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Prevention of Type 2 Diabetes Mellitus. Key Questions and A Call to Action. Prevention of Type 2 Diabetes Mellitus: Table of Contents. Section 1. Why is prevention of type 2 diabetes imperative?. Projecting the Future Diabetes Population: The Imperative for Change.

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prevention of type 2 diabetes mellitus

Prevention of Type 2 Diabetes Mellitus

Key Questions

and

A Call to Action

slide4

Projecting the Future Diabetes Population: The Imperative for Change

U.S. Population withDiabetes (%)

Boyle JP, et al. Popul Health Metr. 2010;8(29):1-12.

slide5

Percentage of U.S. Adults Who Were Obese or Had Diagnosed Diabetes

2008

1994

2000

2008

1994

2000

No Data <14.0% 14.0-17.9% 18.0-21.9% 22.0-25.9% 26.0%

Obesity (BMI ≥30 kg/m2)

Diabetes

No Data <4.5% 4.5-5.9% 6.0-7.4% 7.5-8.9% ≥9.0%

Centers for Disease Control and Prevention: National Diabetes Surveillance System. Available online at: http://apps.nccd.cdc.gov/DDTSTRS/default.aspx. Accessed 10/3/2011.

slide7

Lifestyle InterventionsCan Prevent Type 2 Diabetes Onset

  • Several randomized trials have shown interventions (lifestyle, medications) can decrease rate of onset of diabetes
  • Lifestyle: Da Qing, Finnish Diabetes Prevention Study, Diabetes Prevention Program
  • Medications: Diabetes Prevention Program (metformin), The Stop-NIDDM (acarbose), DREAM (rosiglitazone), ACT-NOW (pioglitazone)
slide8

Lifestyle InterventionsDa Qing Study Methods

  • 110,660 adults from 33 Da Qing, China, health care clinics screened in 1986 for IGT, type 2 diabetes mellitus
  • 577 adults with IGT (WHO criteria) randomized to control (n=138) or one of three lifestyle interventions (n=438)
      • Diet only
      • Exercise only
      • Diet + exercise
      • Follow-up at 2-year intervals over 6 years to identify those who developed diabetes

Pan XR, et al. Diabetes Care. 1997;20:537-544.

slide9

Lifestyle InterventionsDa Qing Study Results

  • Cumulative incidence of diabetes at6 years was significantly decreased in the active intervention groups (P<0.05)
  • When analyzed by clinic, each active intervention group differed significantly from the control (P<0.05)

Pan XR, et al. Diabetes Care. 1997;20:537-544.

slide10

Lifestyle InterventionsDa Qing Study Results

  • When stratified as lean or overweight(BMI < or ≥25 kg/m2), relative decrease in rate of development of diabetes in lifestyle intervention groups was similar
  • After adjusting for differences in baseline BMI and fasting glucose, all interventions were associated with diabetes risk reduction

Pan XR, et al. Diabetes Care. 1997;20:537-544.

slide11

Lifestyle InterventionsDa Qing Study Conclusions

  • Active intervention with diet and/or exercise led to a significant decrease in incidence of diabetes over a 6-year period (1986-1992) among those with IGT
  • Diabetes incidence (per 100 person years) per year
    • Control: 14.1 (95% CI 11.2-17.0)
    • Lifestyle intervention: 7.9 (95% CI, 6.8-9.1)

Pan XR, et al. Diabetes Care. 1997;20:537-544.

lifestyle interventions finnish diabetes prevention study
Lifestyle InterventionsFinnish Diabetes Prevention Study
  • 522 subjects, 40-65 years of age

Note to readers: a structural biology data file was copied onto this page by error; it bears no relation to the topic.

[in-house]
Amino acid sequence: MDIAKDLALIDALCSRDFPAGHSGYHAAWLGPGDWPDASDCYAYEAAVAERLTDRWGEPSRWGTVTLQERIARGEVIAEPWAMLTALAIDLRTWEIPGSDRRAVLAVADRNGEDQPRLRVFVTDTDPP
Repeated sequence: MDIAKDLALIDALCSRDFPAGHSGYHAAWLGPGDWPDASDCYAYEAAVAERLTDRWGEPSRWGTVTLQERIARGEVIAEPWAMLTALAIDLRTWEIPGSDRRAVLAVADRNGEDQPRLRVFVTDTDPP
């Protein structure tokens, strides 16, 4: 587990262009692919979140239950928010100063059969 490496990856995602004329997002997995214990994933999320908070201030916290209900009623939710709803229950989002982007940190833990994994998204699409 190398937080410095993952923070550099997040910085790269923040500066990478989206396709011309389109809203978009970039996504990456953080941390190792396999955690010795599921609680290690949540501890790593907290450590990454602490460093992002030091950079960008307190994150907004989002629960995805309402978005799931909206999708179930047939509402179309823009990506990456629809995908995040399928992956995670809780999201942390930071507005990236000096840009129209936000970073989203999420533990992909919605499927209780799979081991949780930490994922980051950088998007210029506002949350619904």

• BMI ≥25 kg/m2;IGT: 2-h PPG 140-200 mg/dL
    • Control group: general oral and written information diet and exercise
    • Intervention group: individualized
      • Reduce weight ≥5%
      • Decrease fat ≤30%, saturated fat ≤10% energy
      • Increase fiber to at least 15 g/1000 kcal
      • Moderate exercise ≥30 minutes/day
  • Primary end point: diagnosis of diabetes

Tuomilehto J, et al for the Finnish Diabetes Prevention Study Group.N Engl J Med. 2001;344:1343-1350.

slide13

Lifestyle InterventionsFinnish Diabetes Prevention Study

    • 172 men, 350 women; mean age 55 y
    • Mean BMI 31 kg/m2
  • Mean duration of follow-up 3.2 years

*P<0.001

Tuomilehto J, et al for the Finnish Diabetes Prevention Study Group.N Engl J Med. 2001;344:1343-1350.

slide14

Lifestyle InterventionsFinnish Diabetes Prevention Study

  • Reduction in incidence of type 2 diabetes was directly associated with changes in lifestyles of high-risk subjects (ie, those with IGT)
    • Modifiable risk factors such as obesity, physical inactivity, suggested as main nongenetic determinants of diabetes
  • These results demonstrate that 22 subjects with IGT must be treated with lifestyle intervention for 1 year (or 5 subjects for 5 years) to prevent 1 case of diabetes

Tuomilehto J, et al for the Finnish Diabetes Prevention Study Group.N Engl J Med. 2001;344:1343-1350.

slide15

Lifestyle InterventionsDiabetes Prevention Program

  • 3,234 nondiabetic persons in 27 clinical centers
    • BMI ≥24 kg/m2 (≥22 kg/m2 in Asians)
    • IGT: FPG 95-125 mg/dL or 2-h PPG 140-199 mg/dL
  • From 1996-1999, randomly assigned to
    • Standard lifestyle + placebo (n=1082)
    • Standard lifestyle + metformin, initiated at 850 mg orally once daily; at 1 month, increased to 850 mg twice daily (n=1073)
    • Intensive lifestyle intervention (n=1079)

Knowler WC, et al. for the Diabetes Prevention Program Research Group.N Engl J Med. 2002;346:393-403.

slide16

Lifestyle InterventionsDiabetes Prevention Program

Goals of intensive lifestyle intervention

  • 7% loss of body weight
    • Dietary fat goal: 25% of calories from fat
    • Calorie intake goal: 1200-1800 kcal/day based on initial body weight
  • >150 minutes of physical activities weekly
    • Similar in intensity to brisk walking; at least 700 kcal/week
  • Group received 16-lesson curriculum

Knowler WC, et al. for the Diabetes Prevention Program Research Group.N Engl J Med. 2002;346:393-403.

slide17

Lifestyle InterventionsDiabetes Prevention Program

  • Mean age 50.6 years
  • 67.7% women; 45.3% members of minority groups
  • Mean BMI 34.0 kg/m2
  • 69.4% had a family history of diabetes